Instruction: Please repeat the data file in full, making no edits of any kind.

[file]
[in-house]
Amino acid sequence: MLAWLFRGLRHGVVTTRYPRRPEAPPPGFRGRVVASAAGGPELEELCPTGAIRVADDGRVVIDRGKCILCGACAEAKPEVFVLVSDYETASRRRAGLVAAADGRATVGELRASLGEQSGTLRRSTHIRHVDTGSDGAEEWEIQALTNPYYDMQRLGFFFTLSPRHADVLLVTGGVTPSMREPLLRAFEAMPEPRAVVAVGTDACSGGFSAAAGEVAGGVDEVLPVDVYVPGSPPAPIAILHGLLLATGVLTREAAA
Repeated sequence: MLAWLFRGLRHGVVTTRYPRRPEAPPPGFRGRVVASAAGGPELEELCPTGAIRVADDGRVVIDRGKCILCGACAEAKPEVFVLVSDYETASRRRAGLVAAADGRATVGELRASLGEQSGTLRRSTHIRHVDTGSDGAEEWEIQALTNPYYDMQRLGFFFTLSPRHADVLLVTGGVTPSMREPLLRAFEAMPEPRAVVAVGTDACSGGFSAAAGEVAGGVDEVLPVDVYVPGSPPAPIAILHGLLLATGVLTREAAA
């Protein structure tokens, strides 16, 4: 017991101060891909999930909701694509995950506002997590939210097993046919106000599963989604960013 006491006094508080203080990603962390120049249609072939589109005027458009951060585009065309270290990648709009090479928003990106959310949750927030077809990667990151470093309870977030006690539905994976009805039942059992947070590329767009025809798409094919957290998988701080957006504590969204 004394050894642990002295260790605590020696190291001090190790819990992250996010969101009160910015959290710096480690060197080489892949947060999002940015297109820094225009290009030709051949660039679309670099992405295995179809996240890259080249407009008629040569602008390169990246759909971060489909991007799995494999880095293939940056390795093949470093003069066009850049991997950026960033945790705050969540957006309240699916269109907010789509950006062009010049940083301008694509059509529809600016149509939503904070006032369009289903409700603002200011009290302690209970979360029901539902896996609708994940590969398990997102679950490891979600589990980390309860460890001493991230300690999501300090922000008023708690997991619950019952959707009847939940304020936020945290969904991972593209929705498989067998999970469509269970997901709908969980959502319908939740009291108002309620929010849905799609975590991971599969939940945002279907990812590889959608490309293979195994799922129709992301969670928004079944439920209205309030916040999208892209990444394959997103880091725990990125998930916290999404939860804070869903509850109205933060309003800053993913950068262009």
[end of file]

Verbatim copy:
[in-house]
Amino acid sequence: MLAWLFRGLRHGVVTTRYPRRPEAPPPGFRGRVVASAAGGPELEELCPTGAIRVADDGRVVIDRGKCILCGACAEAKPEVFVLVSDYETASRRRAGLVAAADGRATVGELRASLGEQSGTLRRSTHIRHVDTGSDGAEEWEIQALTNPYYDMQRLGFFFTLSPRHADVLLVTGGVTPSMREPLLRAFEAMPEPRAVVAVGTDACSGGFSAAAGEVAGGVDEVLPVDVYVPGSPPAPIAILHGLLLATGVLTREAAA
Repeated sequence: MLAWLFRGLRHGVVTTRYPRRPEAPPPGFRGRVVASAAGGPELEELCPTGAIRVADDGRVVIDRGKCILCGACAEAKPEVFVLVSDYETASRRRAGLVAAADGRATVGELRASLGEQSGTLRRSTHIRHVDTGSDGAEEWEIQALTNPYYDMQRLGFFFTLSPRHADVLLVTGGVTPSMREPLLRAFEAMPEPRAVVAVGTDACSGGFSAAAGEVAGGVDEVLPVDVYVPGSPPAPIAILHGLLLATGVLTREAAA
């Protein structure tokens, strides 16, 4: 017991101060891909999930909701694509995950506002997590939210097993046919106000599963989604960013 006491006094508080203080990603962390120049249609072939589109005027458009951060585009065309270290990648709009090479928003990106959310949750927030077809990667990151470093309870977030006690539905994976009805039942059992947070590329767009025809798409094919957290998988701080957006504590969204 004394050894642990002295260790605590020696190291001090190790819990992250996010969101009160910015959290710096480690060197080489892949947060999002940015297109820094225009290009030709051949660039679309670099992405295995179809996240890259080249407009008629040569602008390169990246759909971060489909991007799995494999880095293939940056390795093949470093003069066009850049991997950026960033945790705050969540957006309240699916269109907010789509950006062009010049940083301008694509059509529809600016149509939503904070006032369009289903409700603002200011009290302690209970979360029901539902896996609708994940590969398990997102679950490891979600589990980390309860460890001493991230300690999501300090922000008023708690997991619950019952959707009847939940304020936020945290969904991972593209929705498989067998999970469509269970997901709908969980959502319908939740009291108002309620929010849905799609975590991971599969939940945002279907990812590889959608490309293979195994799922129709992301969670928004079944439920209205309030916040999208892209990444394959997103880091725990990125998930916290999404939860804070869903509850109205933060309003800053993913950068262009």